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Have you ever read a fact somewhere and just… not believed it?
This is Newlyn in Cornwall, in the far south-west of England.
When the British government's maps say that a mountain peak
is so many metres above sea level,
they are talking about this sea level,
the average sea level here.
There's a little hut on that harbour wall
and underneath it, there is a narrow, vertical well
that connects to the ocean.
So the height of the water in that well is the height of the tide.
The waves don't make a difference.
So for six years, 1915 to 1921,
automatic equipment and human tidal observers
measured the sea level here, and the average of all those measurements
became the Newlyn Datum,
the zero point from which all heights in Britain are measured.
The land here is solid granite stable into deep time,
so it seemed like a reasonable place to use as a baseline.
So that's fine. That's all sensible.
The fact that I didn't believe is: this whole part of Britain,
the whole Cornish peninsula for hundreds of miles,
rises up and falls down by several centimetres, twice a day, measurably,
because of the weight of the tides.
Now if that was true, it'd be common knowledge, surely?
And wouldn't it cause earthquakes every day?
I read that and honestly, I didn't believe it,
even as I looked round
and started to find peer-reviewed papers about it.
So I arranged to talk to one of the authors of one of those papers,
a world expert on ocean tide loading and... yeah.
- On some days, Cornwall might only move up and down by
three or four centimetres compared to its average position.
Whereas on other days the movement might be seven or eight centimetres.
So a total range of maybe even 15 centimetres.
There's a horizontal movement that's about a third or so,
typically, of the vertical movement in most places.
So how we've measured the movement of Cornwall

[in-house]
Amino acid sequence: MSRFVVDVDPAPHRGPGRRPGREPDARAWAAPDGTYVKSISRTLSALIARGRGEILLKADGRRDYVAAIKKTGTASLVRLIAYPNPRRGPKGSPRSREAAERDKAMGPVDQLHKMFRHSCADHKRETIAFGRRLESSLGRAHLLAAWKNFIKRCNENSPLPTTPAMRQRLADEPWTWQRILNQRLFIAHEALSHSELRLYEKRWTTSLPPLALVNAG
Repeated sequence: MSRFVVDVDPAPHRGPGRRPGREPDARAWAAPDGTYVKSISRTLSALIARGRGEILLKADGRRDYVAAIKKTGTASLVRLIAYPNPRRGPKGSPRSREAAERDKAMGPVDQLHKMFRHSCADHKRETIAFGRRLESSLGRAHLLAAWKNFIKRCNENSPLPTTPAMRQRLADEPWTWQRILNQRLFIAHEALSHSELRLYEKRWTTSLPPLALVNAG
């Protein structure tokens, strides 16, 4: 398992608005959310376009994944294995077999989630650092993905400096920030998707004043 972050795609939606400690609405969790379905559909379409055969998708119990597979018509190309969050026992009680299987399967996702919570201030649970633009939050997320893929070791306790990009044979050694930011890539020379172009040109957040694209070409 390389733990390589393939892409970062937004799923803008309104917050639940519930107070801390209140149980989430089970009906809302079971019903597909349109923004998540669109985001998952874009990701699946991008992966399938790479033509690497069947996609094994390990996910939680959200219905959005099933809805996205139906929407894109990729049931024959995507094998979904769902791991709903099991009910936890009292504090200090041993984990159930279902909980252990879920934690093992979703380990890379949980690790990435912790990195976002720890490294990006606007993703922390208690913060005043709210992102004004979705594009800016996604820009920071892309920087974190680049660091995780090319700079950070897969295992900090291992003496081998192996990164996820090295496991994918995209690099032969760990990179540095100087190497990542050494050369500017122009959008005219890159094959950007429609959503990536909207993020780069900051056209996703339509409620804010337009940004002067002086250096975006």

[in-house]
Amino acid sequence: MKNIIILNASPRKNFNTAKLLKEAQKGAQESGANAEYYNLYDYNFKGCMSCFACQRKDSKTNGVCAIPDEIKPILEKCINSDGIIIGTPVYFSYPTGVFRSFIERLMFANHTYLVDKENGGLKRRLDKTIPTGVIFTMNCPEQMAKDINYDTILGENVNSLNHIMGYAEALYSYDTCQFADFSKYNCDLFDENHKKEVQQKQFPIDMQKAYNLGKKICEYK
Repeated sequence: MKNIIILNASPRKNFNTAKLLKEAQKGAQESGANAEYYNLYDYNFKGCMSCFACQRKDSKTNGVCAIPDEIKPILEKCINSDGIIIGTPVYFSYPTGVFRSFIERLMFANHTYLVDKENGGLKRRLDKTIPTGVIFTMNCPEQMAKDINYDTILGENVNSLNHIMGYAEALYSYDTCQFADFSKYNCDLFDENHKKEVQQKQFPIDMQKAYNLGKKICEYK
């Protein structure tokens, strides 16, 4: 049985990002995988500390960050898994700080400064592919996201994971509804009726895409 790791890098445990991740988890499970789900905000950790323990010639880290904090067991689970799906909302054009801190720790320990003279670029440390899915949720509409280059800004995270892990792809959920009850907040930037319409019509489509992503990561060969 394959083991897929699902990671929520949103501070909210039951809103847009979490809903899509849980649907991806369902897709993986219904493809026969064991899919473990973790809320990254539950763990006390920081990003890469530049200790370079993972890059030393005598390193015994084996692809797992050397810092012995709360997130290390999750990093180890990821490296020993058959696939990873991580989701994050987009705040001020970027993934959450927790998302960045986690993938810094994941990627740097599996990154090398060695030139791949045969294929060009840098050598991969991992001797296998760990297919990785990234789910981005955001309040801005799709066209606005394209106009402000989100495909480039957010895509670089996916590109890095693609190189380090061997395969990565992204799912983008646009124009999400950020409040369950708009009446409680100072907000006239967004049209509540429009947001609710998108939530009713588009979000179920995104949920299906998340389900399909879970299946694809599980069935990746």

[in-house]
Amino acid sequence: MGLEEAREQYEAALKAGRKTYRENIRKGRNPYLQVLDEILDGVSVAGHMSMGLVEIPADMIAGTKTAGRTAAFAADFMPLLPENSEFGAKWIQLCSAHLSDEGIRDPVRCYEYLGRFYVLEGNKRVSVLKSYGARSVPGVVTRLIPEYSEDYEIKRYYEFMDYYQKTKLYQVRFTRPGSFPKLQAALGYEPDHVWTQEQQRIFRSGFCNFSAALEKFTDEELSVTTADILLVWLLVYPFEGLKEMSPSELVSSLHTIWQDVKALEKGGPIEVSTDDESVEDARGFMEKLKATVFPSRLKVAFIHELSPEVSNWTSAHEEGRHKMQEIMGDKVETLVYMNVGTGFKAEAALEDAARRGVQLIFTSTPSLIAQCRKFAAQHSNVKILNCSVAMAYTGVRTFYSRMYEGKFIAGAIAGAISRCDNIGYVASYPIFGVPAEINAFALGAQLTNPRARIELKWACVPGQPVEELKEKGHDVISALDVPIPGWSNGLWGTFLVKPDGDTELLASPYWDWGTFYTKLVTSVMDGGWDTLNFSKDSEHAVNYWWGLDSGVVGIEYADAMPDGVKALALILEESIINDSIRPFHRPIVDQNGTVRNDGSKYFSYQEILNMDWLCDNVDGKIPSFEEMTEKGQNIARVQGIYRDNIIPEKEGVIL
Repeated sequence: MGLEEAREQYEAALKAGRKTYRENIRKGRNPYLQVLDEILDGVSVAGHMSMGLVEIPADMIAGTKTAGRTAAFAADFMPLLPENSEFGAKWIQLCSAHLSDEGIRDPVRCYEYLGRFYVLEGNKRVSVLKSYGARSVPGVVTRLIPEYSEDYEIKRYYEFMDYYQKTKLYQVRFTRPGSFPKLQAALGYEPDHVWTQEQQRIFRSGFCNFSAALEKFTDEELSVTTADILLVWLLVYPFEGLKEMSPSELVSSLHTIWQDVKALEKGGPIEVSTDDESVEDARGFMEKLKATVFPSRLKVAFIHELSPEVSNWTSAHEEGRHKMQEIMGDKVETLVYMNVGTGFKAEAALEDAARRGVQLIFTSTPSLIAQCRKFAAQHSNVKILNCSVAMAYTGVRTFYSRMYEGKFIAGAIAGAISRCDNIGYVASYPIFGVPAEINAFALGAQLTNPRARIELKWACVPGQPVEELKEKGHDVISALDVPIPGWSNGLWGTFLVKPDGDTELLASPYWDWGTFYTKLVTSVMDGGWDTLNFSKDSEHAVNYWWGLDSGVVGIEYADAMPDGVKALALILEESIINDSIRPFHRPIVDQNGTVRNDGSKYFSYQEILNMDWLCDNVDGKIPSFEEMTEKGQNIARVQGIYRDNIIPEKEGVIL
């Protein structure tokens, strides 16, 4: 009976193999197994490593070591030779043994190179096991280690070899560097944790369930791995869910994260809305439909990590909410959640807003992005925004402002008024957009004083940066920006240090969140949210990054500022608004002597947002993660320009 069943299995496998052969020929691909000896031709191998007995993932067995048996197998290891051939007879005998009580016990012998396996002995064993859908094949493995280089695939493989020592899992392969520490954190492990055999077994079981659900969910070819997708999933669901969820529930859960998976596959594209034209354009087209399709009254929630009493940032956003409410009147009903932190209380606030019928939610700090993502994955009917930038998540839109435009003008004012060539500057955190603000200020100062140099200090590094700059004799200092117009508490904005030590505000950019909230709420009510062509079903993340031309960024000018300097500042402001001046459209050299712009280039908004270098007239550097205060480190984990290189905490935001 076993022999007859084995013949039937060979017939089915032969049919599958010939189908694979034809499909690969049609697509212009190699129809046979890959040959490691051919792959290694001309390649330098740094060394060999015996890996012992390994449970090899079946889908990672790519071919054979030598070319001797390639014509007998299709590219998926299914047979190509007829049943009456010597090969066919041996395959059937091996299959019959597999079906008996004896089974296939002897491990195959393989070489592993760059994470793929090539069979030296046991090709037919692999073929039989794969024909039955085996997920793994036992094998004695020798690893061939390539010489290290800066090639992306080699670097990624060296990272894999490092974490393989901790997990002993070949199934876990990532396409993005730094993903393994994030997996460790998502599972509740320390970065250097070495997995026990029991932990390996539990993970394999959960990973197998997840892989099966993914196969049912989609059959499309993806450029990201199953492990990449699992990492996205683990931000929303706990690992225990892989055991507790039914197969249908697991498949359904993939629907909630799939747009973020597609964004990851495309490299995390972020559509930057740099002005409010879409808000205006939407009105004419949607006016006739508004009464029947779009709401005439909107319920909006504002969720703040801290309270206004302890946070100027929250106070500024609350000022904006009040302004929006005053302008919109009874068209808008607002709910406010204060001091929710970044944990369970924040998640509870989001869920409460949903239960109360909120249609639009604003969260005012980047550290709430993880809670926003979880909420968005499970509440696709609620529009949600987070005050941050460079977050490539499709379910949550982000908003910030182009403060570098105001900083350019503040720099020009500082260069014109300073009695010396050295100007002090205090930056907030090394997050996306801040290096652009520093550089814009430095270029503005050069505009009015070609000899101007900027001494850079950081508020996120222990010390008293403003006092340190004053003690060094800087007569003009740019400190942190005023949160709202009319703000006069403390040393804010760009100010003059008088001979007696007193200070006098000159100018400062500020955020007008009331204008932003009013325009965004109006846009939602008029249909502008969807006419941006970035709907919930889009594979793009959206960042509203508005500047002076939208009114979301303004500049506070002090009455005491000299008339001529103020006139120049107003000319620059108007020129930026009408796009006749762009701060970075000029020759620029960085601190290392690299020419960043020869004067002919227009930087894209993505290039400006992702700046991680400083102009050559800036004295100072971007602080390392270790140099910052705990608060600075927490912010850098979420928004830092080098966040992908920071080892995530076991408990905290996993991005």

and other places, is using GPS, the global positioning system.
And we can measure that distance very precisely indeed
at something like the two or three millimetre level of precision.
Now there are a lot of errors that cause a bias in this measurement
that we have to deal with, to deal with the effect of, for example,
the change in speed of the radio signal,
as it goes through different layers in the Earth's atmosphere, and so on.
But what we can do is we can make huge numbers of measurements of this.
Our measurement of the average tidal motion becomes
very, very accurate and precise indeed.
So we measure that tidal signal, not just over one tidal cycle,
but actually over a period of three or four years,
maybe even as much as 10 or 12 years.
- It makes sense, I guess, that the weight of water
would compress what's underneath it.
A few back-of-the-envelope calculations and you can work out
that there are gigatons of water moving out there,
in and out twice a day.
And yeah, at the most extreme high and low tide
this whole area can move as much as six or seven centimetres up and down.
But why does it happen here and not everywhere else?
- The gravitational forces of the sun and the moon
that are what's causing the ocean to move, and the tides,
just happened to synchronise more or less in their timescale
with the way in which the North Atlantic is able to move.
It's just a little bit like if you have a glass of juice,
but if you swirl it around at just the right speed,
you can build up quite a big slosh around the edges
of the glass.
Whereas if you swirl it at completely the wrong speed, as it were, for that glass,
then you get a much smaller amount of motion.
Around the coastlines of the major oceans
are the places where the tidal loading is generally larger.
So around Western Europe, Greenland,
and through to the Bay of Fundy around the Atlantic coast there
around the Gulf of Alaska and also around New Zealand.
So the reason it doesn't start causing big things like earthquakes is because these movements,
although they add up to something appreciable and measurable
by our new modern, accurate techniques are actually very small
relative to the scale of the whole earth.
But that's sufficient for the most accurate engineering work
to need to worry about this problem.
- Thanks so much to Professor Clarke,
I've put links to him and to the papers that I read in the description.